Photo tip: Use neutral density or polarizing filters to allow longer shutter times. This can give you interesting images that play with both color and texture contrast, such as in this image. A longer (slower) shutter speed allowed me to capture the branch with colorful leaves against the greenish waters as well as allowing the fallen leaves to become golden blurs while being washed down stream. For images like this (above), make sure to take multiple frames as you will not know until you get home and view them on a larger screen what water patterns you like best.
Going multiple times throughout the season, I was able to photograph various points along the route when they were at their best. The challenge is then getting good weather, photographically, on the days I have available to shoot. In all seasons I like visiting when there are overcast skies as the clouds act like a huge soft box and I don't need to worry as much about sunbeams creating highlights on the waterfalls. However, in autumn, its a toss up as I do like the beautiful glow back lit leaves get when the sun is out.
Cold. That is how I describe winter here. Going out in the weather only increases the chances of being cold. Yet, it is worth it. The whole area, not just the Gorge, is beautiful under a blanket of fresh snow. And thick that blanket gets, too.
In the Gorge, by mid-season, the snow on the trail can be several feet thick. Snowshoes are required if you want to actually walk the trail or anywhere other than in the road, which stays open year round, thanks to the dedication of the road crews here.
This past season, I did not get to explore the Gorge as much as I would have liked during winter as I was spending much of my free time learning to snowboard with the hopes of using this skill this year to get into areas of the mountains that would otherwise be inaccessible to photographers during winter. I am, however, confident I will get there this year to grow my portfolio of winter landscape images and images from Oirase Gorge.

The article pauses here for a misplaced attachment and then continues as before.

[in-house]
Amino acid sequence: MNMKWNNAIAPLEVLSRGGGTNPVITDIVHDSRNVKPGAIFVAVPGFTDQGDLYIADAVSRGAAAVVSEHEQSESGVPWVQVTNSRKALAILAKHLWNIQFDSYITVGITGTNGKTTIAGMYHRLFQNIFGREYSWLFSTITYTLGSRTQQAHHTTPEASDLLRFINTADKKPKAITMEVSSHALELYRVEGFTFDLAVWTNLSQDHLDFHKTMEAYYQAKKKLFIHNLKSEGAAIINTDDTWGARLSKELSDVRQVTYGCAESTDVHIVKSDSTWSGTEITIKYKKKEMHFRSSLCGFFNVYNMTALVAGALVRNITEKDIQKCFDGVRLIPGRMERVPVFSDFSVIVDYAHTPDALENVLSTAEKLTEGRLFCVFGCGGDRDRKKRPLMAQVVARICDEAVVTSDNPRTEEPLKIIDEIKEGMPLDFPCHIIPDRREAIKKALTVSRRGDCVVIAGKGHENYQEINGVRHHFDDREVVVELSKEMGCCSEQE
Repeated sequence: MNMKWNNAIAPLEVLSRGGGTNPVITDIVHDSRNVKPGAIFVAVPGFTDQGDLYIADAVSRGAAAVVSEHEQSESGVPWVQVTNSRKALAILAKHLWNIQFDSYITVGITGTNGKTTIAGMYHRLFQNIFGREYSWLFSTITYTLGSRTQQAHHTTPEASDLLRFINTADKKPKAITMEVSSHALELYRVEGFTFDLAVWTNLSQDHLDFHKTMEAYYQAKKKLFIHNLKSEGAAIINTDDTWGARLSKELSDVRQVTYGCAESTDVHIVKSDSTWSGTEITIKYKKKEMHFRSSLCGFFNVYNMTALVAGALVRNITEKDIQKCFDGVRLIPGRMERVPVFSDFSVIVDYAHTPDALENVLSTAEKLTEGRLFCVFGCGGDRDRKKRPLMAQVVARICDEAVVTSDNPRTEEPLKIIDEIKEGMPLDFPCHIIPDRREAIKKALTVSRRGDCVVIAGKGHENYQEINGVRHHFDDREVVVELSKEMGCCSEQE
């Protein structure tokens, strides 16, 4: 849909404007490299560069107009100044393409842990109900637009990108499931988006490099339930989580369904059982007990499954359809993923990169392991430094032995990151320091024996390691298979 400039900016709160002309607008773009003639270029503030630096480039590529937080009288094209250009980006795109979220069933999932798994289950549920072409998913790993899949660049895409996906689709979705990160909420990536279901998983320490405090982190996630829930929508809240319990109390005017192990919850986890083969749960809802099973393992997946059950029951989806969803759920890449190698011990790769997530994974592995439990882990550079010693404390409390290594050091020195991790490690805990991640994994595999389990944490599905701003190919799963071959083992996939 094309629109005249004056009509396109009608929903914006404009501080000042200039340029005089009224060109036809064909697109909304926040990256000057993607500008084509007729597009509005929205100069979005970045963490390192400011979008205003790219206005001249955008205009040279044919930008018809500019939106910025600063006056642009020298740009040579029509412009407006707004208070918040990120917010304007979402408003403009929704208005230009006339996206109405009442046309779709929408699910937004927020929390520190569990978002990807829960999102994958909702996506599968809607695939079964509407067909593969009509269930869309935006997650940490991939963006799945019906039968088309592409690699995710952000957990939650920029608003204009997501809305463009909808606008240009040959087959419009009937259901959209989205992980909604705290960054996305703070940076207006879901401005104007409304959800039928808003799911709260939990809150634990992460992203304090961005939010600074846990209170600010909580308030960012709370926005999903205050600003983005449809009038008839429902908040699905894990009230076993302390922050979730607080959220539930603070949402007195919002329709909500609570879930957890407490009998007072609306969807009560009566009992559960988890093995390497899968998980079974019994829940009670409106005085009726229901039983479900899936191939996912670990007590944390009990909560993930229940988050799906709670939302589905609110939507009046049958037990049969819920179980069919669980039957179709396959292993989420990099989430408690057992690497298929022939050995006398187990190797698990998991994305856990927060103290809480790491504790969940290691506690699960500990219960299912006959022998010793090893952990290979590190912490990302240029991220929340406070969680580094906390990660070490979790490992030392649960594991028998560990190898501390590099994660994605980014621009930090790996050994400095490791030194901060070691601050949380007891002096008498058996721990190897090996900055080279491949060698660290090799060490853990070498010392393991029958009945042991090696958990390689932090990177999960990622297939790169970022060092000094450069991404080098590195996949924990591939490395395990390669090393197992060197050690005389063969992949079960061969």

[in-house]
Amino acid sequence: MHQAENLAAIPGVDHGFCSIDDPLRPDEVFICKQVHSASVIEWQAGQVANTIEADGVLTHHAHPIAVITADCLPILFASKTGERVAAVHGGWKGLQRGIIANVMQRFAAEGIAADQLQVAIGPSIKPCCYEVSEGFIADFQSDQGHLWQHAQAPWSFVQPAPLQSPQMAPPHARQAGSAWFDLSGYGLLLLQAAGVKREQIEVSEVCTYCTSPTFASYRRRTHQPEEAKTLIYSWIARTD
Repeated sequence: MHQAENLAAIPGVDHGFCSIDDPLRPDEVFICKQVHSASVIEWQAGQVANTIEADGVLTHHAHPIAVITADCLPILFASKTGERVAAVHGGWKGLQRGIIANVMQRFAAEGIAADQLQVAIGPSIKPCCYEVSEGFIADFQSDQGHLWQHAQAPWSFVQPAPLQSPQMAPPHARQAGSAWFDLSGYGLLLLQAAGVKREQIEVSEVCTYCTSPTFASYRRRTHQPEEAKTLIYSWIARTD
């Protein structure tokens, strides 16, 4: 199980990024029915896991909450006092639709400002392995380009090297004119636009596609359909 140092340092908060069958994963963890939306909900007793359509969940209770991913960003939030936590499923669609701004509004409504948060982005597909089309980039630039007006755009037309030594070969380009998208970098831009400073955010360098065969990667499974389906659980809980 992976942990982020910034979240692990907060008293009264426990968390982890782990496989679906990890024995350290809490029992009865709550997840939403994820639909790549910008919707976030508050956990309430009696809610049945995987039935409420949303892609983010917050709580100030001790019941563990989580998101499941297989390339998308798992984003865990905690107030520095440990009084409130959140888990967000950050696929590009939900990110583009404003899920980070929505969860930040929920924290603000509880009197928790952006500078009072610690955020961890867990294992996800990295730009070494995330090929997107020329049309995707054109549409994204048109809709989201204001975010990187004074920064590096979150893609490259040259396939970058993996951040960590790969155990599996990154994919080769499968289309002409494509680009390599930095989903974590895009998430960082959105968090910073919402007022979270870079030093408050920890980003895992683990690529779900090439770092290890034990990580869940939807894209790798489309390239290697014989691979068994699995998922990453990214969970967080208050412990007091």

Photo tip: When shooting in cold or sub-freezing temperatures, carry an activated hand warmer in your pocket with your spare batteries. This will help them keep a charge and will rewarm your cold ones to re-energize them for further use. Also, make sure you are dressing for the weather to include gloves you can manipulate your camera while wearing. The last thing you want to do is have to be taking your gloves on and off to shoot, loosing all the warmth in your hands each time.
Photo tip: Use your histogram when shooting in snowy conditions. Snow tends to trick your light meter, thus you will need to manually compensate for the perceived brightness. This will help keep your highlights under control while compensating appropriately for the shadows.
So there you have it. A simple, photographic review of what each season has to offer photographers at Oirase Gorge. I hope you have found this helpful and please feel free to reach out if you have any questions or will be in the area. Cheers!